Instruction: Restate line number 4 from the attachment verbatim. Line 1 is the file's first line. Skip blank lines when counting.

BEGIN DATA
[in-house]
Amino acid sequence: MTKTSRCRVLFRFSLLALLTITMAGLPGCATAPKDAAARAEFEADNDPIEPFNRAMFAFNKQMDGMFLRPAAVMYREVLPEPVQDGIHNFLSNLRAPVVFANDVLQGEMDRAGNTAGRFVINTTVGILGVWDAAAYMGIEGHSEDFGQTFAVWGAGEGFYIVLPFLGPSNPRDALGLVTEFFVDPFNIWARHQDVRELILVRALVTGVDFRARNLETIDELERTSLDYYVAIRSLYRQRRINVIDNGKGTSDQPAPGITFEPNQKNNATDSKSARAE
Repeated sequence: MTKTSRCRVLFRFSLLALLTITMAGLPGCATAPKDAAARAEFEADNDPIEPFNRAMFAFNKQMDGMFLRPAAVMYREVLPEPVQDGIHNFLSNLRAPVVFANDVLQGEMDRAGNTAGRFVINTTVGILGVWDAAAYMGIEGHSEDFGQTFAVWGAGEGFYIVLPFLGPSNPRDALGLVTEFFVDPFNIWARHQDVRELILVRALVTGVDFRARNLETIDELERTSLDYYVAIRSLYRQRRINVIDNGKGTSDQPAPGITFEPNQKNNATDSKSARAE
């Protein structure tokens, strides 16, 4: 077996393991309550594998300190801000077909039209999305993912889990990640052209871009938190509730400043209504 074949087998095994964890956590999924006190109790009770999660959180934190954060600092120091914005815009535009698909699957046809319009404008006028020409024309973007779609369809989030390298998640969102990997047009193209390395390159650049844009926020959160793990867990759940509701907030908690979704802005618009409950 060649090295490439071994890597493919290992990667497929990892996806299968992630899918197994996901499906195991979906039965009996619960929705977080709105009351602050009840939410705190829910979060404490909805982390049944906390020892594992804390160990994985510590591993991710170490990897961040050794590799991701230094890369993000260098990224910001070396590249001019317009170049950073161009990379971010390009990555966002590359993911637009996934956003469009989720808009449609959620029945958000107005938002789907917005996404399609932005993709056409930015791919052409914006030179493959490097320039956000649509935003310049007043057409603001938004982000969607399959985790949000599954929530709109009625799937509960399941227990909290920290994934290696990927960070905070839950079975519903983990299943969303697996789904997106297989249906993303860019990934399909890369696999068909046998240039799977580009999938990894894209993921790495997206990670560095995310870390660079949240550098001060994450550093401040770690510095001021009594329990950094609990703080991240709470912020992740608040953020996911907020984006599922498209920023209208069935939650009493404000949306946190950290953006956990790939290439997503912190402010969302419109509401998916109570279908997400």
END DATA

């Protein structure tokens, strides 16, 4: 077996393991309550594998300190801000077909039209999305993912889990990640052209871009938190509730400043209504 074949087998095994964890956590999924006190109790009770999660959180934190954060600092120091914005815009535009698909699957046809319009404008006028020409024309973007779609369809989030390298998640969102990997047009193209390395390159650049844009926020959160793990867990759940509701907030908690979704802005618009409950 060649090295490439071994890597493919290992990667497929990892996806299968992630899918197994996901499906195991979906039965009996619960929705977080709105009351602050009840939410705190829910979060404490909805982390049944906390020892594992804390160990994985510590591993991710170490990897961040050794590799991701230094890369993000260098990224910001070396590249001019317009170049950073161009990379971010390009990555966002590359993911637009996934956003469009989720808009449609959620029945958000107005938002789907917005996404399609932005993709056409930015791919052409914006030179493959490097320039956000649509935003310049007043057409603001938004982000969607399959985790949000599954929530709109009625799937509960399941227990909290920290994934290696990927960070905070839950079975519903983990299943969303697996789904997106297989249906993303860019990934399909890369696999068909046998240039799977580009999938990894894209993921790495997206990670560095995310870390660079949240550098001060994450550093401040770690510095001021009594329990950094609990703080991240709470912020992740608040953020996911907020984006599922498209920023209208069935939650009493404000949306946190950290953006956990790939290439997503912190402010969302419109509401998916109570279908997400």